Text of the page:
Tuesday, November 25, 2014

IRA Year-End Planning

Thanksgiving is this week.  December 1st is next week.  The holidays will be here before we know it and we will be ringing in 2015. As you plan your shopping and family gatherings, this is also a good time to start thinking of some year-end tax strategies that might benefit you.
  •  If you have multiple accounts, distributions do not need to be made from each account. You can total all your account balances (using last year's December 31 balances) and take the distribution from any account you choose. Just make sure you notify the custodians that you will satisfy your RMD from other accounts.
  • To calculate your RMD you can go online and search for RMD calculators, go to the IRS website at www.irs.gov and download publication 590 and use Table III in Appendix C, or contact your KOS advisor and they can provide you with a current table.
  • When taking a distribution, you must designate whether or not you want tax withheld. If you do not have tax withheld, any balance due because of the distribution will be payable when you file your tax return and might be subjected to underestimated penalties.
  • People are permitted to make a distribution and repay it within 60 days without tax or penalty. One strategy for those that underpaid their estimated taxes for 2014 is to take a distribution, have all or most of the money paid as withholding tax either to the IRS and/or your state; and then repay those funds from another source within 60 days. These withholding tax payments will be allocated by the taxing authorities as if they were made on time throughout the year and you'll avoid a penalty.
  • If you are in a low tax bracket this year, you might want to consider rolling over your traditional IRA to a Roth IRA. Once in the Roth IRA for five years, any distributions will always be tax-free and the RMD rules will not apply. All earnings in the Roth IRA will be income tax-free.
  • If you are still working and are not a more than 5% owner, you are not required to take RMD from your employer's 401(k) plan that you participate in.
Year-end planning with IRAs and retirement accounts is important and can provide opportunities to save substantial tax. Now is the time to contact your KOS advisor to help you work through any questions you may have.

Wednesday, November 19, 2014


Over the past several days we have received messages from many clients informing us that they received telephone calls stating that they were under criminal investigation by the IRS. These messages did not use the name of the taxpayer involved. The callers said that they were filing suit and providing a different telephone number to call them back.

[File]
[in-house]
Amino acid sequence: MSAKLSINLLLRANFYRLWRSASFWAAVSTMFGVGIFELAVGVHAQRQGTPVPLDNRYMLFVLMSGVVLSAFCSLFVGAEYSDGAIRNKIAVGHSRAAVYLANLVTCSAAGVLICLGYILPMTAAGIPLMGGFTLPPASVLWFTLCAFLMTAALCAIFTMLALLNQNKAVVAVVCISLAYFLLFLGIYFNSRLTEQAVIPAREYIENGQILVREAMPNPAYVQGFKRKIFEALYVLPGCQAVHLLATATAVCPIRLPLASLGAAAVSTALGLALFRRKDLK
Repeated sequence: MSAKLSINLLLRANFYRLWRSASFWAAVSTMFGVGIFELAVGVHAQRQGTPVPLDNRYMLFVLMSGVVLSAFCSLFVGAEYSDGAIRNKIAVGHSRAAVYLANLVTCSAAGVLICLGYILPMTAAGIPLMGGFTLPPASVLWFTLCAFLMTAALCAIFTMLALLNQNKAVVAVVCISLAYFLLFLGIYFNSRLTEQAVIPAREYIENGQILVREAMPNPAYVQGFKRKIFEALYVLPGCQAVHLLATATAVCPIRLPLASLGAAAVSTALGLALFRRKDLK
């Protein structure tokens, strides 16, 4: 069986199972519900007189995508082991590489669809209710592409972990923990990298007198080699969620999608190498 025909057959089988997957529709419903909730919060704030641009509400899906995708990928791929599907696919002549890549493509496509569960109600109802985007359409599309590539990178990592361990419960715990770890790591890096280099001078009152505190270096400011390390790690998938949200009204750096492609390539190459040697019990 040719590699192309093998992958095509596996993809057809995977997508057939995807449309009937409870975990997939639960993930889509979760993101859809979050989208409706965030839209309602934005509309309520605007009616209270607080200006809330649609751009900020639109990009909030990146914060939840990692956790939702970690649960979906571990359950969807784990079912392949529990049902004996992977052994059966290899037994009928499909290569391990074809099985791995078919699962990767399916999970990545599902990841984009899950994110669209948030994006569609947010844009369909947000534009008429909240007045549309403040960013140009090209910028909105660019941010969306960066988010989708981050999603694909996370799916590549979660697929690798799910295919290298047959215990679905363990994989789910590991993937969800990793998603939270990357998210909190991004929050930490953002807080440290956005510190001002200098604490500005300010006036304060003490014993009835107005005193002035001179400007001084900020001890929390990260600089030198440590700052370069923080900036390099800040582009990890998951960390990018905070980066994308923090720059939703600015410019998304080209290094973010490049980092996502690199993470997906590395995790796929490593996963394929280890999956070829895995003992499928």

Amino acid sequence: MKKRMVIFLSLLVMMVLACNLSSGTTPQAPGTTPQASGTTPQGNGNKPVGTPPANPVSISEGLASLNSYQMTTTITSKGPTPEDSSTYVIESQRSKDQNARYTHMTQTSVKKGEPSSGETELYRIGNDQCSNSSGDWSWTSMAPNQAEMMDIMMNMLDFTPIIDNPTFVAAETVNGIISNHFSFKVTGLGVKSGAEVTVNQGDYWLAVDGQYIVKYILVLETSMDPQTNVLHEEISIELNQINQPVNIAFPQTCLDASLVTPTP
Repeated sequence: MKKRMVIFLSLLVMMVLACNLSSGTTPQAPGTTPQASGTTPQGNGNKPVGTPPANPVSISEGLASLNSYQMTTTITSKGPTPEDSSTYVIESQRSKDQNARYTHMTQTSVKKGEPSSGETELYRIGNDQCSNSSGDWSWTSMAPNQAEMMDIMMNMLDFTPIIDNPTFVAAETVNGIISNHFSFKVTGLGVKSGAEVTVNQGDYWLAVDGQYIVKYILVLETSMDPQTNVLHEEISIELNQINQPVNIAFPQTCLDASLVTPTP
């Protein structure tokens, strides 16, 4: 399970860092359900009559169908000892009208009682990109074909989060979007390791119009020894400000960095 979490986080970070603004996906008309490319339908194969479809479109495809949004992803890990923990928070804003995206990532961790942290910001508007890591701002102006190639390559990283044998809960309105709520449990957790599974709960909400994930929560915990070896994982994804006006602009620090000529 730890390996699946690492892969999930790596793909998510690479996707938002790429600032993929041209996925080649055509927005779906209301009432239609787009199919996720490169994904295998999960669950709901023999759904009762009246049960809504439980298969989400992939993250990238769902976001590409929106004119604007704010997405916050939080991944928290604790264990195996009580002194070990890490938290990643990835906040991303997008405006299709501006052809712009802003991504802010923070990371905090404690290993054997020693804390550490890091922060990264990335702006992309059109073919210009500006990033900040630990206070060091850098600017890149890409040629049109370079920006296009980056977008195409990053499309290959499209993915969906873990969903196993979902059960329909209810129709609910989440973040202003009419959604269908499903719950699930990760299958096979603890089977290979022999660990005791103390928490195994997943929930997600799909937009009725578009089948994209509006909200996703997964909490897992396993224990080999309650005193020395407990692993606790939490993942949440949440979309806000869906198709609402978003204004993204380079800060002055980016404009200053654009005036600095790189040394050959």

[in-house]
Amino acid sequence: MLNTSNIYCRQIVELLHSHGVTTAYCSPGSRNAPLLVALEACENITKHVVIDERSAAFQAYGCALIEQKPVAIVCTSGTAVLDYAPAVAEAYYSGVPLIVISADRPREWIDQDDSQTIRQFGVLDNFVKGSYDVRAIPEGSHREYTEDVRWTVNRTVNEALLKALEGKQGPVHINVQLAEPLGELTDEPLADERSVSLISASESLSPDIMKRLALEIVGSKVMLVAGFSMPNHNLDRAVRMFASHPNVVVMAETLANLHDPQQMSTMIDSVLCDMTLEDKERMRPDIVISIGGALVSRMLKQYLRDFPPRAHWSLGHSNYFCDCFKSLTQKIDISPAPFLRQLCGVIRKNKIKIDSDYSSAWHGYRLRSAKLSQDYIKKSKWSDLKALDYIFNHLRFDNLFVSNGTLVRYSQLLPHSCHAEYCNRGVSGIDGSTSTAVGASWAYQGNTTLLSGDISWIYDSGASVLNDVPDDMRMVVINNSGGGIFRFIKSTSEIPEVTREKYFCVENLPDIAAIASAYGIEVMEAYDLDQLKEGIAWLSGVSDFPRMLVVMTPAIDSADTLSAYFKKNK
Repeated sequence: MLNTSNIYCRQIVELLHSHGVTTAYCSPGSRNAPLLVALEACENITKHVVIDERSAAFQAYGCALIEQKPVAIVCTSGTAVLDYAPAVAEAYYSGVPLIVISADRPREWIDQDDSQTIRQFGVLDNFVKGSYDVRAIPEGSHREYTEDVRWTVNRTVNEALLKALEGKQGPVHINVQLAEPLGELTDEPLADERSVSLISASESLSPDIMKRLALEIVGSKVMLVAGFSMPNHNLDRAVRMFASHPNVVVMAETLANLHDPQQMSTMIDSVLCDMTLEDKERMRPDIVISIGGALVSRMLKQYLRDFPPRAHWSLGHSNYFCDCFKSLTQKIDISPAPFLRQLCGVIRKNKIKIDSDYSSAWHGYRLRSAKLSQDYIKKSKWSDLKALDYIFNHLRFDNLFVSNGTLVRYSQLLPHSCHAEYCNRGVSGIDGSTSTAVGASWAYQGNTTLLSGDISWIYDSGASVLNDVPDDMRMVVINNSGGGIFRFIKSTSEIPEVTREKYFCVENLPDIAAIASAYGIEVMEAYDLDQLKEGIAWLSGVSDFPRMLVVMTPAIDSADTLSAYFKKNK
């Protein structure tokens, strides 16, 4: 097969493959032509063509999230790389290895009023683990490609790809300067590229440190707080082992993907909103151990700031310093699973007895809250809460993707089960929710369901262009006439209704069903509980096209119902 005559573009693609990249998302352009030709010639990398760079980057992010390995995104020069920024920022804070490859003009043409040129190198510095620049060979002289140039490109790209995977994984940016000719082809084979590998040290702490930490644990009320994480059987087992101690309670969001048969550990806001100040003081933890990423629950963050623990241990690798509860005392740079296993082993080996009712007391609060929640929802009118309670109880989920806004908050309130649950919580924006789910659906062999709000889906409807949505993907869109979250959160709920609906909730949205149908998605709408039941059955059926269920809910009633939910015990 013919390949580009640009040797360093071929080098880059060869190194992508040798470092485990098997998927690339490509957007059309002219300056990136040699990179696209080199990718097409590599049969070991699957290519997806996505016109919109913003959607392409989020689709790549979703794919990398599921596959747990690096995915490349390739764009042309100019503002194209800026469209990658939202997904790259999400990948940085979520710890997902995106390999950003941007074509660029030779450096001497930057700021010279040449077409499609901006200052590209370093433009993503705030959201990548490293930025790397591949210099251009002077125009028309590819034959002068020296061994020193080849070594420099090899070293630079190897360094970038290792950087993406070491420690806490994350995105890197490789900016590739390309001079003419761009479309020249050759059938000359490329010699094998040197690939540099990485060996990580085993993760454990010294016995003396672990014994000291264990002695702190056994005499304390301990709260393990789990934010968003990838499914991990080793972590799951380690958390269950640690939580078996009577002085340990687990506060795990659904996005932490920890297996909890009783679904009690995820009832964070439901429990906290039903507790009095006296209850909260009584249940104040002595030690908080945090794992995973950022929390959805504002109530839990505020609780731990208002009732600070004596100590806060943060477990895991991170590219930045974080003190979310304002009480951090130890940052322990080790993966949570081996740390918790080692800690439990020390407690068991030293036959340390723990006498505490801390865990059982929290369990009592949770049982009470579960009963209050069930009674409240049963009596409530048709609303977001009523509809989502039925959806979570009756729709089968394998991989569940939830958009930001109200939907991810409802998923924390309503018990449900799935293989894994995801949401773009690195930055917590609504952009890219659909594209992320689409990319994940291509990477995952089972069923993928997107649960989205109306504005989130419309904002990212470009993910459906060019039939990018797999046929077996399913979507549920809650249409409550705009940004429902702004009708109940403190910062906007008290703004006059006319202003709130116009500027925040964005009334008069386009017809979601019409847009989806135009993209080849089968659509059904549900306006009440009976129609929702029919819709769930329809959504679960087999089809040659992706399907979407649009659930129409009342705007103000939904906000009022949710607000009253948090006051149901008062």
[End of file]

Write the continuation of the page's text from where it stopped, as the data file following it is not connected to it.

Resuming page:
THIS IS A SCAM and no calls should be returned. The IRS does NOT call taxpayers on their phones nor do they send emails. All correspondence initiated by the IRS in these matters are handled through the United States Postal Service.

Do not respond to any of these inquiries.

Please see the article below for more information or feel free to contact your KOS advisor if you have any questions.

Tax Scammers Up Ante With Robocalls
Posted By Sid Kirchheimer

In the four months since it made history as “the largest scam of its kind,” a now infamous IRS imposter telephone scam has escalated with a recent new spin.

As fraudsters continue to pose as agents with that agency or the U.S. Treasury Department in “live” calls that threaten arrest or deportation, along with the seizure of property, businesses and driver’s licenses, they’ve recently upped the ante to now also incorporate robocalls in this widespread ruse.

Either way, the story is the same: Scammers allege, often with abusive language, that phone call recipients owe money for back taxes and threaten drastic action if not immediately paid by Green Dot MoneyPak prepaid debit cards or wire transfer – payment methods the real IRS doesn’t request.

Still, this scam remains as convincing as it is intimidating.
To make their threats appear authentic, many incoming calls fool recipients’ caller ID to display the IRS toll-free phone number – 800-829-1040.

The scammers, who may have foreign accents, cite common all-American names and badge numbers – John Smith, Sean White and Jason Clark are recent examples used.